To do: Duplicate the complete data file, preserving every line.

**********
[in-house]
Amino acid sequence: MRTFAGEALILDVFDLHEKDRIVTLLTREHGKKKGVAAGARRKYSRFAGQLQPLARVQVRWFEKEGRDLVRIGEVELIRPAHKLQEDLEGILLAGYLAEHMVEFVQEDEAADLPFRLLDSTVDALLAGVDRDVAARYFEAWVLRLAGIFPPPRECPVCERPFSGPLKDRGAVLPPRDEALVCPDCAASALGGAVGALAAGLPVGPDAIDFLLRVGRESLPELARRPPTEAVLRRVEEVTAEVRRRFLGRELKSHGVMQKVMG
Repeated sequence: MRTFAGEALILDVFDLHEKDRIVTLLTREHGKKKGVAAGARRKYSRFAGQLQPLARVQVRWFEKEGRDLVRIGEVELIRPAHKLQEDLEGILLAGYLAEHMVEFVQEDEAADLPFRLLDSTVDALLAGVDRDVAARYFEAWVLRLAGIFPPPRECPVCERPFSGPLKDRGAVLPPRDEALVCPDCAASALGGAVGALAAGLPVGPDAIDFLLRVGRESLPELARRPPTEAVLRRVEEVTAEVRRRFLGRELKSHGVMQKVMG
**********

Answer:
[in-house]
Amino acid sequence: MRTFAGEALILDVFDLHEKDRIVTLLTREHGKKKGVAAGARRKYSRFAGQLQPLARVQVRWFEKEGRDLVRIGEVELIRPAHKLQEDLEGILLAGYLAEHMVEFVQEDEAADLPFRLLDSTVDALLAGVDRDVAARYFEAWVLRLAGIFPPPRECPVCERPFSGPLKDRGAVLPPRDEALVCPDCAASALGGAVGALAAGLPVGPDAIDFLLRVGRESLPELARRPPTEAVLRRVEEVTAEVRRRFLGRELKSHGVMQKVMG
Repeated sequence: MRTFAGEALILDVFDLHEKDRIVTLLTREHGKKKGVAAGARRKYSRFAGQLQPLARVQVRWFEKEGRDLVRIGEVELIRPAHKLQEDLEGILLAGYLAEHMVEFVQEDEAADLPFRLLDSTVDALLAGVDRDVAARYFEAWVLRLAGIFPPPRECPVCERPFSGPLKDRGAVLPPRDEALVCPDCAASALGGAVGALAAGLPVGPDAIDFLLRVGRESLPELARRPPTEAVLRRVEEVTAEVRRRFLGRELKSHGVMQKVMG